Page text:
I’ve recently moved to an area covered by Comcast’s IPv6 Network, and I was surprised to learn how difficult it was to get my aging router working with Comcast’s IPv6 Implementation.
I had an old Buffalo WZR-HP-G300NH and a newer TP-Link TL-WDR3600 lying around, but I had trouble getting either to pull IPv6 addresses on Comcast with my trusty Mortotola SB6121, though my laptop connected directly worked just fine.
The Buffalo router has an official DD-WRT build for it which ostensibly supports IPv6, and the TP-Link Official documentation also claims IPv6 support although neither worked for me, even with firmware updates.
I’ve loved using DD-WRT in the past, but its countless versions, or “builds” are extremely confusing. This article tries to somewhat clarify their release system. For starters, you have to search their outdated database for which build to use on each router, but look around in the forums and most people agree that these recommendations are typically outdated or wrong. Unlike OpenWRT, there are no “stable releases” so which version to use can be very confusing.
After doing some digging I decided to give OpenWRT a try. OpenWRT is a Linux based firewall distribution, which supports a large quantity of commercial home routers. It’s a full baked Linux distro – offering Web Management Interface, A simple configuration system, and is extremely versatile due to the large amount of packages available via its package manager, opkg. Best of all, it supported IPv6 right out of the box!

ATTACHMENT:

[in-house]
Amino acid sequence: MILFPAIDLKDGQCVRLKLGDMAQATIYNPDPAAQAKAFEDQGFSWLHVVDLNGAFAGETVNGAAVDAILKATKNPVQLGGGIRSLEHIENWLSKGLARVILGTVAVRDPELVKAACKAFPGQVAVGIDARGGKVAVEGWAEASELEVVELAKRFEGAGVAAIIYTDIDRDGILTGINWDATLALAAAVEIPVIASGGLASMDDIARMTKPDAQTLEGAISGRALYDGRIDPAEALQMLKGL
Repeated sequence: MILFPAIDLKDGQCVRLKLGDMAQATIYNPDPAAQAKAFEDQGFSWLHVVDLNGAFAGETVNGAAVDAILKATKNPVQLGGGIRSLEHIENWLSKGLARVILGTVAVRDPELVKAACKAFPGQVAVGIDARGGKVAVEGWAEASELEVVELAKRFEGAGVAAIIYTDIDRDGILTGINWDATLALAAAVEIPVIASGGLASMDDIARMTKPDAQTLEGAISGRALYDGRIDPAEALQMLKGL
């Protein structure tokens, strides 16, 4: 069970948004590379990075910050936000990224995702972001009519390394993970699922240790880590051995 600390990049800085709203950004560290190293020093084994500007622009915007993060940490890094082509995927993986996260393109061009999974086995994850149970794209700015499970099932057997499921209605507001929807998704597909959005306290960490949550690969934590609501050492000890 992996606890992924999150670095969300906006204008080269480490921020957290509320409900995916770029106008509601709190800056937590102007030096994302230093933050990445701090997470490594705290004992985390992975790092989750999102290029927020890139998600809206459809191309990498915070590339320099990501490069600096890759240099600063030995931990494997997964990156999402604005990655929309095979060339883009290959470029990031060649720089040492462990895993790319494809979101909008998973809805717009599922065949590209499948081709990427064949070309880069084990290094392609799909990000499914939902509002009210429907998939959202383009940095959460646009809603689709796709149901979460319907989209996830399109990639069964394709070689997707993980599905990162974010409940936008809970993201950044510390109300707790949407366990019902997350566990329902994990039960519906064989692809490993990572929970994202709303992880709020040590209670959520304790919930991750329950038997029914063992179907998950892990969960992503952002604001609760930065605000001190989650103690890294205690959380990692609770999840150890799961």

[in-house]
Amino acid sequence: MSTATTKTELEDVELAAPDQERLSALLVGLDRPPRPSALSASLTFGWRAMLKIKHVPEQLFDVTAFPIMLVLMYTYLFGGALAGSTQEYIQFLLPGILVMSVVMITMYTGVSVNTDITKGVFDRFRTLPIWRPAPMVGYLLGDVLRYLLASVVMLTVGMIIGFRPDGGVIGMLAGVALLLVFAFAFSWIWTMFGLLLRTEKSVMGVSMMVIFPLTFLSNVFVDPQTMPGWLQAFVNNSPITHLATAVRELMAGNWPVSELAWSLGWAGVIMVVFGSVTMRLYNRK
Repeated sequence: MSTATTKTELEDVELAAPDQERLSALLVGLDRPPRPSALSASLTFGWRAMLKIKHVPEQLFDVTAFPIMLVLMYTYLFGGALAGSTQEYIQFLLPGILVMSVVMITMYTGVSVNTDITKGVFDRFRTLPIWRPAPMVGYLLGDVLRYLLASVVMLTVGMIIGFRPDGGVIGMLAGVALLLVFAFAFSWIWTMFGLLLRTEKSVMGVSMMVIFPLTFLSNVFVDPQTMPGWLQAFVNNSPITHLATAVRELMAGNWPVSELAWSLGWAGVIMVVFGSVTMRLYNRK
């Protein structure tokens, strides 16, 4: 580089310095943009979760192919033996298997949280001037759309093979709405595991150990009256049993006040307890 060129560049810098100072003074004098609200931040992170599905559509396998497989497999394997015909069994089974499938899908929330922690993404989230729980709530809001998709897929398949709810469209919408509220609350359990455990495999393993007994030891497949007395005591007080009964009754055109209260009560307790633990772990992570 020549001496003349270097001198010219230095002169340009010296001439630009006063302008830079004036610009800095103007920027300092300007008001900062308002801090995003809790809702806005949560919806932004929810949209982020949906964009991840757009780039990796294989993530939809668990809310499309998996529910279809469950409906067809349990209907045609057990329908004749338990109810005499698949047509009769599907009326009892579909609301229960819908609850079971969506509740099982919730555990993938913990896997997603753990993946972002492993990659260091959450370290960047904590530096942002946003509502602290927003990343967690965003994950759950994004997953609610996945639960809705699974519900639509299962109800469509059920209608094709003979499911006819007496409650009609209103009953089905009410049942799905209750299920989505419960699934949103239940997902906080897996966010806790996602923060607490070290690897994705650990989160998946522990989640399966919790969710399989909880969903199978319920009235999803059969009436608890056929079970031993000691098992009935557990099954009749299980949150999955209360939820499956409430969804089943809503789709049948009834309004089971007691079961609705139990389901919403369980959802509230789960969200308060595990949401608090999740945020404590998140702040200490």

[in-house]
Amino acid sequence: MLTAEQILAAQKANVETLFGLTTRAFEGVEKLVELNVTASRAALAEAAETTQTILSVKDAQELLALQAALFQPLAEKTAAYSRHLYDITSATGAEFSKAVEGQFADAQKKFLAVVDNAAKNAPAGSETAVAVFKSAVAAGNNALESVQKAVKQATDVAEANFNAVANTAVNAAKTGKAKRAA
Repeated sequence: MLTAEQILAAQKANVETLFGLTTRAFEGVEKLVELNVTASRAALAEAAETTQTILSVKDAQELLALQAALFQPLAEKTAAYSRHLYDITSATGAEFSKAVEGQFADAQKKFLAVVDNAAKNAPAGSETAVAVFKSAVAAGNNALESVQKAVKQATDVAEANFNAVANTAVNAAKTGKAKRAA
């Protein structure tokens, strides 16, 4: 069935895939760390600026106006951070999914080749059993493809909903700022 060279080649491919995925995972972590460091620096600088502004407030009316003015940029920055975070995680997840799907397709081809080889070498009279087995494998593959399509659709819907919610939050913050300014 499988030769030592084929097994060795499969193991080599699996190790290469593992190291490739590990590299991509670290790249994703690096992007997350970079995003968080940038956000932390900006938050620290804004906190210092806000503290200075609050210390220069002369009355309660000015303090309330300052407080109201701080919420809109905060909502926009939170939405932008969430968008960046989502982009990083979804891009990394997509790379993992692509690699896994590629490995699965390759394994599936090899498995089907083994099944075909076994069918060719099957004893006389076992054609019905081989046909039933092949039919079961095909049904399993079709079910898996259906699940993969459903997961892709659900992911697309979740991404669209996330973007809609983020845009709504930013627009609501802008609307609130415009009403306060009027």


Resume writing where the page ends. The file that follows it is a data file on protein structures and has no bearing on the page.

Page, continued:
I installed the current stable release, Chaos Calmer 15.05, on both routers. The install was easy – The TP-Link was updated directly from the official firmware and I updated my Buffalo from DD-WRT from the command line.
The default LuCi Web interface is simple but intuitive. All the typical configuration options exist, such as port forwarding, static DHCP reservations, and wifi configuration (Hint: wifi is off by default).
Many more settings can be configured via simple configuration files, just enable the ssh server and fire up your editor of choice to make changes to the configuration files under /etc/config.
The real beauty was how easy it was to add functionality in OpenWRT – I wanted to set up a dynamic DNS agent and enable some statistics collection. No problem – just install a package via opkg and you’ll be set up in minutes.
How about setting up remote access via OpenVPN? Or installing a torrent client so you can download all of your favorite torrents? All this and more is possible via the huge package repository and great documentation.
I came to OpenWRT for the IPv6 support and I’ve really impressed with it so far. Hopefully it will work for you as well!